current international roots, many of which are polysyllables.

It follows that a language designed on the speedword principle would not be as easy to learn for purposes of reading, writing or speaking as a language built up of unmutilated internationally current word-material. For that reason Interglossa eschews contracted forms except for 5 essential pronouns, the 2 interrogative and imperative particles, and a special class of 13 generic substantives or amplifiers (pp. 97-105) which enter into large groups of compounds. The last-named have alternative full forms. At the same time, a language of which all the essential vocables do not exceed 900 is well adapted to make use of the Dutton principle for note-taking and other purposes for which economy of space and speed of transcription are specially important. It is possible to represent each vocable of Interglossa by a distinct monosyllable based on the initial letters or bisyllable made up of not more than four letters, keeping the average length of a word to 2.6 letters. It would not be possible to do the same thing with a natural language— other than Basic English— because too many of the combinations of less than 4 initial letters would have to be the same. A casual glance at any page of a dictionary suffices to prove this.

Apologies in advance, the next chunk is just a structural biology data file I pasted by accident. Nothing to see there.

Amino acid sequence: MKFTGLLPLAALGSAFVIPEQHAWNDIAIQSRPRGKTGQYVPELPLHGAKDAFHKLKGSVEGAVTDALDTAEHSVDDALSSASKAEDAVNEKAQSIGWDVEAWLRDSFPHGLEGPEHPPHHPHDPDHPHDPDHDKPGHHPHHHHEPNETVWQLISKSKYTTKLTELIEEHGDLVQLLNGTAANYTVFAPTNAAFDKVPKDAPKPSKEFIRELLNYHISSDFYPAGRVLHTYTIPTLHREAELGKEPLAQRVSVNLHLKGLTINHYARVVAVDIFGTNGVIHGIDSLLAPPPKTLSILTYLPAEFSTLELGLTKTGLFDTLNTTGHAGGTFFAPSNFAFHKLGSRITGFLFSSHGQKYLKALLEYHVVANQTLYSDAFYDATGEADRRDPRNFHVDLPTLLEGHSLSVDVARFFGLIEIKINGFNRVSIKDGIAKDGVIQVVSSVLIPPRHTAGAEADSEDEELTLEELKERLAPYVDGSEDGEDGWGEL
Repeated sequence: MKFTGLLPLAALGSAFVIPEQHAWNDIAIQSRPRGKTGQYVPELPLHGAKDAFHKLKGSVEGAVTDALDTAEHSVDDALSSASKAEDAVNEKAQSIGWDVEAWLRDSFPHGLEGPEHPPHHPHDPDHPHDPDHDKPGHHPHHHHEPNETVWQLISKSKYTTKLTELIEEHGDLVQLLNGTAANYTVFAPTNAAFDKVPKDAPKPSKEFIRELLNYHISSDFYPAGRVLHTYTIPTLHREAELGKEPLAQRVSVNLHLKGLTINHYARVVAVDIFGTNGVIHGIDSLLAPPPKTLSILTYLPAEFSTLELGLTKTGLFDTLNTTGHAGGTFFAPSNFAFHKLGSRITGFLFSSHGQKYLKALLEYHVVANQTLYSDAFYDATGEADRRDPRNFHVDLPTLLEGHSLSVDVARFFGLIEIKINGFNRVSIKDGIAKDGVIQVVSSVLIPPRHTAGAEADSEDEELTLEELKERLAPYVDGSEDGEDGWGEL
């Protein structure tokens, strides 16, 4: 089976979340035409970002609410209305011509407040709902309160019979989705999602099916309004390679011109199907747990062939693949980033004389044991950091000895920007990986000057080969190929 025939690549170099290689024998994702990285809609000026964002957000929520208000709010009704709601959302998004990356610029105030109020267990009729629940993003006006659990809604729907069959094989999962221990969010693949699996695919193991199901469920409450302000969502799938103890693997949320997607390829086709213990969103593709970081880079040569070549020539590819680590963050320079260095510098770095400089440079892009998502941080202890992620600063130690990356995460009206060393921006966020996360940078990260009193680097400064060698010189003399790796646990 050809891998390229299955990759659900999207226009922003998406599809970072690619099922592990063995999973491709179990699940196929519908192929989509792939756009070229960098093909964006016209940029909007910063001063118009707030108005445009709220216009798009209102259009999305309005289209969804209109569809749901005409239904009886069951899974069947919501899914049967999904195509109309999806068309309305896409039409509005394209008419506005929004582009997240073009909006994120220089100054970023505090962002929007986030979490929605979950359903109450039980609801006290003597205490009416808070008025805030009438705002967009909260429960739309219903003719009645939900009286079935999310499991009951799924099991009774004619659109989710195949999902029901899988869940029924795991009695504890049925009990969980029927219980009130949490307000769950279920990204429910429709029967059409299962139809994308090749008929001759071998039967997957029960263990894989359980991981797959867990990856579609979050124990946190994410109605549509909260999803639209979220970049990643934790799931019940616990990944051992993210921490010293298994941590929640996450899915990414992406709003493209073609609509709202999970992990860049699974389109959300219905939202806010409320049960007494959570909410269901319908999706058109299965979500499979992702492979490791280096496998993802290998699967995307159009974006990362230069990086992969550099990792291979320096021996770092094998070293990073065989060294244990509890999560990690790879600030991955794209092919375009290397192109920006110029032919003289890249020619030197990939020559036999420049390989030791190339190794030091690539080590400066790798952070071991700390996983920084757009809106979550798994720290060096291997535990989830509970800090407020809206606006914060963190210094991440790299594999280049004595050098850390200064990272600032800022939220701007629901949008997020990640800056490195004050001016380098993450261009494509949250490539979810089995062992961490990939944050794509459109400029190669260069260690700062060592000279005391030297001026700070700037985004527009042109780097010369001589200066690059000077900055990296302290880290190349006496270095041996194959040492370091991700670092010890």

Since each pigeon-hole in the 880-item semantic schema has its appropriate number, it is possible to communicate with a code of ten symbols, i.e. the Arabic numerals, without using more than three consecutive symbols for each word. Thus, dispatched fifty kilograms wheat last month is: 464. 31.26.38. 717. 625. 72. 68. This involves recourse to half as many symbols from a keyboard with less than half as many items.